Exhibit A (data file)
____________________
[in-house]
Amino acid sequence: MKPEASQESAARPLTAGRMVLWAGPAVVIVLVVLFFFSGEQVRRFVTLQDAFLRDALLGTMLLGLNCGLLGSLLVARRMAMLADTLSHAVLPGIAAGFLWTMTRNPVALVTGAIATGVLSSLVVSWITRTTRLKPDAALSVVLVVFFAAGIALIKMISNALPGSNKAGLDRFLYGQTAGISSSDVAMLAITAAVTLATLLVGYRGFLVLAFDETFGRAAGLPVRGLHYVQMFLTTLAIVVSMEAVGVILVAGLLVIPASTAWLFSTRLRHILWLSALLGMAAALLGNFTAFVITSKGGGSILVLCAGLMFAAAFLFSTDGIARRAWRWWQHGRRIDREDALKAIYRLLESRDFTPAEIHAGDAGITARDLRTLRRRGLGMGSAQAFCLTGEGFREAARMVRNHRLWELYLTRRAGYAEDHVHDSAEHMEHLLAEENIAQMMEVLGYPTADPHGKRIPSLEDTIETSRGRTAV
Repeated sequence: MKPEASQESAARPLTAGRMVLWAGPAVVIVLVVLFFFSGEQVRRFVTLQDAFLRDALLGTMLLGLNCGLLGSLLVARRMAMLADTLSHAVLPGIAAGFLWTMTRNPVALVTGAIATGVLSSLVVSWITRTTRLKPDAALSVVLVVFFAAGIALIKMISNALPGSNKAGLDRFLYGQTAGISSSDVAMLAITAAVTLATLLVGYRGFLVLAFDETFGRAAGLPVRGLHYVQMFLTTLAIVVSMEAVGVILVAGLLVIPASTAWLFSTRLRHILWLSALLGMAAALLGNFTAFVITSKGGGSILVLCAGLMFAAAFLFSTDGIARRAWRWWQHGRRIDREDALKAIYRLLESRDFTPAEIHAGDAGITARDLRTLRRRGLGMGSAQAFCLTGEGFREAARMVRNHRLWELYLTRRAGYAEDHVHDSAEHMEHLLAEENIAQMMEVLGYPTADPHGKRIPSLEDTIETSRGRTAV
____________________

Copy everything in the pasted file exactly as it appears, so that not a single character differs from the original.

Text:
[in-house]
Amino acid sequence: MKPEASQESAARPLTAGRMVLWAGPAVVIVLVVLFFFSGEQVRRFVTLQDAFLRDALLGTMLLGLNCGLLGSLLVARRMAMLADTLSHAVLPGIAAGFLWTMTRNPVALVTGAIATGVLSSLVVSWITRTTRLKPDAALSVVLVVFFAAGIALIKMISNALPGSNKAGLDRFLYGQTAGISSSDVAMLAITAAVTLATLLVGYRGFLVLAFDETFGRAAGLPVRGLHYVQMFLTTLAIVVSMEAVGVILVAGLLVIPASTAWLFSTRLRHILWLSALLGMAAALLGNFTAFVITSKGGGSILVLCAGLMFAAAFLFSTDGIARRAWRWWQHGRRIDREDALKAIYRLLESRDFTPAEIHAGDAGITARDLRTLRRRGLGMGSAQAFCLTGEGFREAARMVRNHRLWELYLTRRAGYAEDHVHDSAEHMEHLLAEENIAQMMEVLGYPTADPHGKRIPSLEDTIETSRGRTAV
Repeated sequence: MKPEASQESAARPLTAGRMVLWAGPAVVIVLVVLFFFSGEQVRRFVTLQDAFLRDALLGTMLLGLNCGLLGSLLVARRMAMLADTLSHAVLPGIAAGFLWTMTRNPVALVTGAIATGVLSSLVVSWITRTTRLKPDAALSVVLVVFFAAGIALIKMISNALPGSNKAGLDRFLYGQTAGISSSDVAMLAITAAVTLATLLVGYRGFLVLAFDETFGRAAGLPVRGLHYVQMFLTTLAIVVSMEAVGVILVAGLLVIPASTAWLFSTRLRHILWLSALLGMAAALLGNFTAFVITSKGGGSILVLCAGLMFAAAFLFSTDGIARRAWRWWQHGRRIDREDALKAIYRLLESRDFTPAEIHAGDAGITARDLRTLRRRGLGMGSAQAFCLTGEGFREAARMVRNHRLWELYLTRRAGYAEDHVHDSAEHMEHLLAEENIAQMMEVLGYPTADPHGKRIPSLEDTIETSRGRTAV